“The physics of the Sun and of Earth’s magnetic field have not fundamentally changed, but we have,” Kappenman told Popular Science. “We decided to build the power grids, and we’ve progressively made them more vulnerable as we’ve connected them to every aspect of our lives. Another Carrington Event is going to occur someday.”

What can we do?

Ironically, part of the reason high-voltage transformers are vulnerable to geomagnetic storms is due to the measures we’ve taken to protect them from lightning strikes. The ground connections between the transformers that dissipate those power surges also serve as an avenue for geomagnetically-induced currents. Utility companies can guard against severe space weather by fitting key critical transformers with electrical resistors or capacitors—but with a price tag of hundreds of thousands of dollars per transformer, they aren’t jumping to voluntarily install these protections.

More advance warning of potentially damaging CMEs headed for Earth would give utility companies some time to scale back power generation to try and mitigate the effects of geomagnetic currents. Currently, the National Weather Service’s Space Weather Prediction Center can really only give between 10 and 60 minutes’ warning of strong geomagnetic storms. Better space weather forecasting could give us even more time to make preparations to weather the solar storm. Unfortunately, our alarm system is already starting to need upgrades. Many of the satellites we rely upon to monitor the sun’s activity are nearing the end of their operating lifespans, and plans for replacements are scarce.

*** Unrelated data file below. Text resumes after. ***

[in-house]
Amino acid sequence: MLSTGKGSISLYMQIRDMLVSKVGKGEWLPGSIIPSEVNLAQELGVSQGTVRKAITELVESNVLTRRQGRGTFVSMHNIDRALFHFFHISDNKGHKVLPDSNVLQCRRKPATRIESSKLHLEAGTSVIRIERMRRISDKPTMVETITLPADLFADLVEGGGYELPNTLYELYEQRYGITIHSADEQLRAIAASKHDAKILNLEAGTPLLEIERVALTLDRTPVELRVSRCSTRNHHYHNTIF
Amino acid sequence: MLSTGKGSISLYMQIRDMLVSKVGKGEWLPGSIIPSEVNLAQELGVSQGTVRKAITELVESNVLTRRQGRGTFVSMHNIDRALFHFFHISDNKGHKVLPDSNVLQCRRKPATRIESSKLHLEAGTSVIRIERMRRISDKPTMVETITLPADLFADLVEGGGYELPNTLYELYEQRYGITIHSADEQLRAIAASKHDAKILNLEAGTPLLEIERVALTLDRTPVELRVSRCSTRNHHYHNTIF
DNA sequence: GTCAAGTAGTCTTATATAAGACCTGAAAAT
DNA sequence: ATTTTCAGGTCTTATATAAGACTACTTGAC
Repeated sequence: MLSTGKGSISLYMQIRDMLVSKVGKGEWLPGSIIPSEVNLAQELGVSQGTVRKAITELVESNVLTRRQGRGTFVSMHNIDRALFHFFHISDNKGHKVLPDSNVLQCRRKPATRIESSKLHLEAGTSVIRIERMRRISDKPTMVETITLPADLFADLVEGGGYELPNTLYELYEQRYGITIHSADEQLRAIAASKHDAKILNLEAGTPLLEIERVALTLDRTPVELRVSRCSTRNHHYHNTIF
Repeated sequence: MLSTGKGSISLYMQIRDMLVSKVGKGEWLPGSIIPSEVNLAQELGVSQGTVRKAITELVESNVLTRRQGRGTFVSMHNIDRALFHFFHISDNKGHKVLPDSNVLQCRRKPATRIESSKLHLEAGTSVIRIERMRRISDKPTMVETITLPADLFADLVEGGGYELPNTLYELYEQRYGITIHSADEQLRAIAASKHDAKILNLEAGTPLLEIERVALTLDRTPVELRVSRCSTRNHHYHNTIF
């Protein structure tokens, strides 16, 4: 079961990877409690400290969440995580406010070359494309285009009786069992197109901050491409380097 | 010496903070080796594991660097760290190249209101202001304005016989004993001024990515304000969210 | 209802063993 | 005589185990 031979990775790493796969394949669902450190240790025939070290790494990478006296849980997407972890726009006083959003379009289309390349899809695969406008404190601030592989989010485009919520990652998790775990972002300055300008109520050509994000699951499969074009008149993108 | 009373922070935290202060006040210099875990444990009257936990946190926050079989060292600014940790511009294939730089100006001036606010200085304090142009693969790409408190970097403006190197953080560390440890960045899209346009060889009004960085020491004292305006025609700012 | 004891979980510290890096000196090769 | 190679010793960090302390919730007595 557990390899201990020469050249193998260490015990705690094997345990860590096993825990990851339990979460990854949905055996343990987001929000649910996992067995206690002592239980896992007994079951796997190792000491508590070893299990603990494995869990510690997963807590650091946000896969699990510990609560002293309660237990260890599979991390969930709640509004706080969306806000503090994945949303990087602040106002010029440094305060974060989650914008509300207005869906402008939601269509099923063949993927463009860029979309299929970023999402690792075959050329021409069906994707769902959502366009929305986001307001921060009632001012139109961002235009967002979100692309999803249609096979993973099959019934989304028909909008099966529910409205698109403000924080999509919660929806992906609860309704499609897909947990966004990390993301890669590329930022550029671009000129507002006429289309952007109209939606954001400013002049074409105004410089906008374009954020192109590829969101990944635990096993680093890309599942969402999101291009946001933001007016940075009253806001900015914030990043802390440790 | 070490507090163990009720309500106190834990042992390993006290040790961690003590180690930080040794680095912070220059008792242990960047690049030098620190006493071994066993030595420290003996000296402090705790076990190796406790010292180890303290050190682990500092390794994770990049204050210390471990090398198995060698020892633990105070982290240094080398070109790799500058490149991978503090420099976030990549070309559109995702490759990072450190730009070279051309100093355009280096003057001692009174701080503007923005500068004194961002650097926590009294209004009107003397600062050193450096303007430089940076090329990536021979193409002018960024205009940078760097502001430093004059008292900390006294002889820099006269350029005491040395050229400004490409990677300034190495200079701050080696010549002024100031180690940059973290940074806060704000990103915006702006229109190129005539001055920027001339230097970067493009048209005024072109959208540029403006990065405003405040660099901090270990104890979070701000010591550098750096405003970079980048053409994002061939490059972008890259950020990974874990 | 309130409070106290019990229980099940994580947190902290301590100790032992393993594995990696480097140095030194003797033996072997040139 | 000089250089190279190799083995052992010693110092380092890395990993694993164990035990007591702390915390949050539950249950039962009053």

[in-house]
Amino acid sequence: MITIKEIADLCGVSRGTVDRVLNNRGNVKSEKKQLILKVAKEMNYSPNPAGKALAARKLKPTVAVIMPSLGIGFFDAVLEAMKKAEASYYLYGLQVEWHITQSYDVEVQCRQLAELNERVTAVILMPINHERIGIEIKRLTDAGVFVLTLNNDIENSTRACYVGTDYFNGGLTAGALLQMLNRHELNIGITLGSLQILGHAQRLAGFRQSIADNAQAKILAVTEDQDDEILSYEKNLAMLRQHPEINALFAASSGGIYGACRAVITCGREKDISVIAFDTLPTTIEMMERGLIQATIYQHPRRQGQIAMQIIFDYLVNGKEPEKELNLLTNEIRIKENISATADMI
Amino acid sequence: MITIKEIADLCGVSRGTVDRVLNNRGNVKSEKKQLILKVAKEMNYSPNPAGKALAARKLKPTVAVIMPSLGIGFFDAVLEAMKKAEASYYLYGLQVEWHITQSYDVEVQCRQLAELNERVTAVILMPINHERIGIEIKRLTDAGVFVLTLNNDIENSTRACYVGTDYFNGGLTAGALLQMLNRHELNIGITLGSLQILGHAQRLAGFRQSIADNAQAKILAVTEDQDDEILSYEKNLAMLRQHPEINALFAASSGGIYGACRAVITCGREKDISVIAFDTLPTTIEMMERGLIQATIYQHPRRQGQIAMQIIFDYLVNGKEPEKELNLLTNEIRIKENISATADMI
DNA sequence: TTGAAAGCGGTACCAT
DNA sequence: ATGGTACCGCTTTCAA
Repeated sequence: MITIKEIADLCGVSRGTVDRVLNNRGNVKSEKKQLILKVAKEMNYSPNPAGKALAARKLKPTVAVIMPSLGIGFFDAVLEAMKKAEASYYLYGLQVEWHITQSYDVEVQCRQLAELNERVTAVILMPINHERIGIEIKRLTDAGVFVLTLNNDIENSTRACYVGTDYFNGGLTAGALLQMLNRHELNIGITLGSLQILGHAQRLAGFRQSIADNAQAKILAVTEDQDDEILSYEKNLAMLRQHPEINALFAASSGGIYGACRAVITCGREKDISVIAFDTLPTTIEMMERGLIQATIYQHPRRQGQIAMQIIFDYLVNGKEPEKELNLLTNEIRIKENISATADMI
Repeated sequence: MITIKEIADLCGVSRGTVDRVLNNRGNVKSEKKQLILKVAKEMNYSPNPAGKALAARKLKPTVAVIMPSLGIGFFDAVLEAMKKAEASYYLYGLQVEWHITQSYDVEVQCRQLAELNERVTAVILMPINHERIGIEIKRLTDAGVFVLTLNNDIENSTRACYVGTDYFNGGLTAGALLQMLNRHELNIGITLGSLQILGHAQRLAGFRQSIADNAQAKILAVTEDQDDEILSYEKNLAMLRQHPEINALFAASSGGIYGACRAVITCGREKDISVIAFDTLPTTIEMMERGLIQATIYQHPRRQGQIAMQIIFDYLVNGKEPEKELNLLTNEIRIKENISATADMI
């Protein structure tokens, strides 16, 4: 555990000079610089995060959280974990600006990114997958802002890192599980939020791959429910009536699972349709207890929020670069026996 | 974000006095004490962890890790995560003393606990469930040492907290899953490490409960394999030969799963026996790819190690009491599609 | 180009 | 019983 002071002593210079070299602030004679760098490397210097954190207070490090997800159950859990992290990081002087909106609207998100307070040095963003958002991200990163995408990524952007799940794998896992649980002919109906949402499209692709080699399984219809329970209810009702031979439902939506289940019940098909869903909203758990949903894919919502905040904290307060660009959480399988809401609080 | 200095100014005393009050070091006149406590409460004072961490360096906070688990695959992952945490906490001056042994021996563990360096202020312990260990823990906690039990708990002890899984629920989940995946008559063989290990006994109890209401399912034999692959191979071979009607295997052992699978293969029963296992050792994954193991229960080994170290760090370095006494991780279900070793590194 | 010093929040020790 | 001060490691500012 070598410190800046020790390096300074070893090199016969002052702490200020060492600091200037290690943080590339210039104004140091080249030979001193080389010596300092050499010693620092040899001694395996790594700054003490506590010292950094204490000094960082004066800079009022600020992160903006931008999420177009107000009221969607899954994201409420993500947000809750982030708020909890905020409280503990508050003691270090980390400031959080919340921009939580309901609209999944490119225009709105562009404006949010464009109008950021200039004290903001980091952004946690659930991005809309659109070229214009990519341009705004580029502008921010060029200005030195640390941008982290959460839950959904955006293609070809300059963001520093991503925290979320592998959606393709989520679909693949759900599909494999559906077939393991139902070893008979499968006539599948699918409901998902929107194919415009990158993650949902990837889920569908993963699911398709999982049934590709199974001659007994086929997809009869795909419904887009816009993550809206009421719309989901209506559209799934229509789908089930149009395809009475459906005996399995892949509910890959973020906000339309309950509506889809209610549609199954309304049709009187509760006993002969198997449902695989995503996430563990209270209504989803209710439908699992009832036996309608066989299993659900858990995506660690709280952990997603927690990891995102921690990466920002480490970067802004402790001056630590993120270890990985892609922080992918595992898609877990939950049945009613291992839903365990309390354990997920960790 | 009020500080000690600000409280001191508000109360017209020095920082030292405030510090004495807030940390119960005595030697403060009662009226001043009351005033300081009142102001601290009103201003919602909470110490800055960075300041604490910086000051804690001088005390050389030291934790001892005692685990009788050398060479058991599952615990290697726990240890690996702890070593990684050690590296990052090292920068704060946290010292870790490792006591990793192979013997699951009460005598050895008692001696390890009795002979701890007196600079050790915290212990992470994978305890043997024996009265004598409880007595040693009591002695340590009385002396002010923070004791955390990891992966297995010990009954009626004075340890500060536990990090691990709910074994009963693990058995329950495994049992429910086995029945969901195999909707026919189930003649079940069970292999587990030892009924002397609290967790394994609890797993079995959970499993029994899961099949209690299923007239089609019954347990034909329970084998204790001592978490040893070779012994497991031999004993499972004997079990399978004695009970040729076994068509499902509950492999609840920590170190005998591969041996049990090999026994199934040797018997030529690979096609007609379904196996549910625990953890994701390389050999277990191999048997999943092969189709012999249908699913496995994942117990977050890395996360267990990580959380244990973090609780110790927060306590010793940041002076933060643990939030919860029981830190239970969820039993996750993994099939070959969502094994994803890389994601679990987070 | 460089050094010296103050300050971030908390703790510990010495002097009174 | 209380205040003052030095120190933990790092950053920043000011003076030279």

Overall, “we’re starting to see more awareness” among policymakers about the risks posed by solar storms, Chris Beck of the Electric Infrastructure Security Council told the Washington Post. “Although we’re not quite to the point where we’re actually putting solutions in place.”

Image: NASA/SDO